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Also, if my old Mighty 8th bomber sim was anything to go by, having a few people contained in a small ready-made environment, in steady formation, probably lends itself to storytelling a bit better than having individuals whizzing around in spitfires.

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On a related note, is 'The Pacific' worth checking out? I enjoyed Band of Brothers but the first few eps of The Pacific seemed to recieve really lukewarm reviews. Interested to know if it picked up.

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It has its merits. It suffers from being a fragmented narrative in comparison to Band of Brothers (which has the easy hook of following a single company rather than three men who are in different units and battles) and from not being based on a single coherent source. It also has problems with mawkishness in places. That said, the episodes which primarily follow Eugene Sledge (on Peleliu and Okinawa) are very, very good, and bleak as fuck.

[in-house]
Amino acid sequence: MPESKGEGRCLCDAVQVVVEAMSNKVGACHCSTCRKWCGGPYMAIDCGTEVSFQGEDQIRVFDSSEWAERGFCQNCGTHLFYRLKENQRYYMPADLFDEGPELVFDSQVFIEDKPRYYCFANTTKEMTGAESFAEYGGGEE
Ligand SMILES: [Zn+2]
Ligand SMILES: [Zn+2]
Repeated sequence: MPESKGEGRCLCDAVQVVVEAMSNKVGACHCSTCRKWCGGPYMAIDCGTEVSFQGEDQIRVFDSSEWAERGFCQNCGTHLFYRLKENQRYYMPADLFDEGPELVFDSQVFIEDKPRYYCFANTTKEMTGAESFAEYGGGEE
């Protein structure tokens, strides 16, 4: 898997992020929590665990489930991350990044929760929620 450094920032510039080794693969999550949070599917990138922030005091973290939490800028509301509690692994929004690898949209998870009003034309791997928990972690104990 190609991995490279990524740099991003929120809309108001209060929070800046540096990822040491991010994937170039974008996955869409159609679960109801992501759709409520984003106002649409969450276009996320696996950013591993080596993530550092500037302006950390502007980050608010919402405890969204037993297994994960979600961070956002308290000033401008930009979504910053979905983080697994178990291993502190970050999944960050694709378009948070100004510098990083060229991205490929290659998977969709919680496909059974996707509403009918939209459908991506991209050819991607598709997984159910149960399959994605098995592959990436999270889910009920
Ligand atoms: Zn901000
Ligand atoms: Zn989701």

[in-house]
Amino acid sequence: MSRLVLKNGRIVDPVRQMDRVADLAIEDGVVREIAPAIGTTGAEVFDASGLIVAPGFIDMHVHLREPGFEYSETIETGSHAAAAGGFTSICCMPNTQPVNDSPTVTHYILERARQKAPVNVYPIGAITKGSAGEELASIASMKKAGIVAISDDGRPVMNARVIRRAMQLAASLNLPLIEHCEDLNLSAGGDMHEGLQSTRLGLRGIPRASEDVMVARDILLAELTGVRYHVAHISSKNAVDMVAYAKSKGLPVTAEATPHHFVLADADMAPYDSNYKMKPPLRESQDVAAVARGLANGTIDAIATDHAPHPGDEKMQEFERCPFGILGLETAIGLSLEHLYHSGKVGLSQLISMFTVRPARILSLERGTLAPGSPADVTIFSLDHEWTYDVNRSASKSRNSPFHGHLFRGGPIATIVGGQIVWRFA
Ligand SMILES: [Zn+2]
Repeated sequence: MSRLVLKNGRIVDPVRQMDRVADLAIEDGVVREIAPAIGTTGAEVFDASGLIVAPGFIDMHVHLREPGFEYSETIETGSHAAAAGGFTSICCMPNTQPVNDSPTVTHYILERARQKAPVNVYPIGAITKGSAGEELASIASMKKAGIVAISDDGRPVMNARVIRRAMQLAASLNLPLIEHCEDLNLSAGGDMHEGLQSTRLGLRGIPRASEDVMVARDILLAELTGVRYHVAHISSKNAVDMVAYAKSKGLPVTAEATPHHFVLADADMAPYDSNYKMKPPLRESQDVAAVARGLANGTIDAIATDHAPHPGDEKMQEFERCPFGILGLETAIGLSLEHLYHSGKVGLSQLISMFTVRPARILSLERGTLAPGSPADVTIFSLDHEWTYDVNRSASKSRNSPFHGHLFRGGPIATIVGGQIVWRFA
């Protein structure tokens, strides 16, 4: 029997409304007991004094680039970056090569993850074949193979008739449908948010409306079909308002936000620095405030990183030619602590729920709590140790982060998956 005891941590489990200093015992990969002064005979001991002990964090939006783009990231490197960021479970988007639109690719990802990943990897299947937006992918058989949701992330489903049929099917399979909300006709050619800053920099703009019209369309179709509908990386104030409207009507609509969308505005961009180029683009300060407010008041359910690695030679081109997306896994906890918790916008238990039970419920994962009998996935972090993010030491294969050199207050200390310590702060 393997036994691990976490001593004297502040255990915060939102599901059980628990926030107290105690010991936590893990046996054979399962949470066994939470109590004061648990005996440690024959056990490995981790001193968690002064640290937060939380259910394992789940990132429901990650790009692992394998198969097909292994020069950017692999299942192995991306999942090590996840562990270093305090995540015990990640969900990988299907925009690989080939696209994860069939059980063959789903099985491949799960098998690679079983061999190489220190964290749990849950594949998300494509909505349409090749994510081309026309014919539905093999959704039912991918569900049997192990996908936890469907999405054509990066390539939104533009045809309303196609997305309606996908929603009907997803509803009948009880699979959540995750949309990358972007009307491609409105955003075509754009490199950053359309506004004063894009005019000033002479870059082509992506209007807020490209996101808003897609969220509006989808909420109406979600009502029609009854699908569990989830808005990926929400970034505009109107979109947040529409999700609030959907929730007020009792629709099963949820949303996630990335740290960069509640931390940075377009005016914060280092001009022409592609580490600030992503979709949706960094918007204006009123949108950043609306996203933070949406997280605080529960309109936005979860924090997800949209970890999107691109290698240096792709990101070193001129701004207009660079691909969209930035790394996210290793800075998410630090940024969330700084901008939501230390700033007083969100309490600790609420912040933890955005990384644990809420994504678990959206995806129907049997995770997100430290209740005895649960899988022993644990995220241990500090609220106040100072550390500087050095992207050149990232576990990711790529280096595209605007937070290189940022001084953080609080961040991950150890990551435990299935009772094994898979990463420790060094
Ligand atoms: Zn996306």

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The Pacific is fantastic. It's perhaps not quite as good as Band of Brothers for some of the reasons Rudi mentions above, but it's still really great.

Proper hyped for this new mini-series, nice work with the intel OP.

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I imagine it's going to follow an American squadron because it's being made by Americans and they're using an actual book as basis once again, and not as part of some nationalistic conspiracy to write non-American allied nations out of the history books. As much as I'd love to see a proper RAF TV series - maybe based on Derek Robinson's books, especially a remake of the Piece of Cake series - I really don't see the problem with this focusing on the 8th Air Force. Anyway, imagine the carping if these Americans made a series about British airmen - any tiny inaccuracies would be blamed on typical stereotyping and so on.

I agree but I do think that these series would be so much better for having a little reality introduced. Y'know like showing that other countries were actually involved in the war.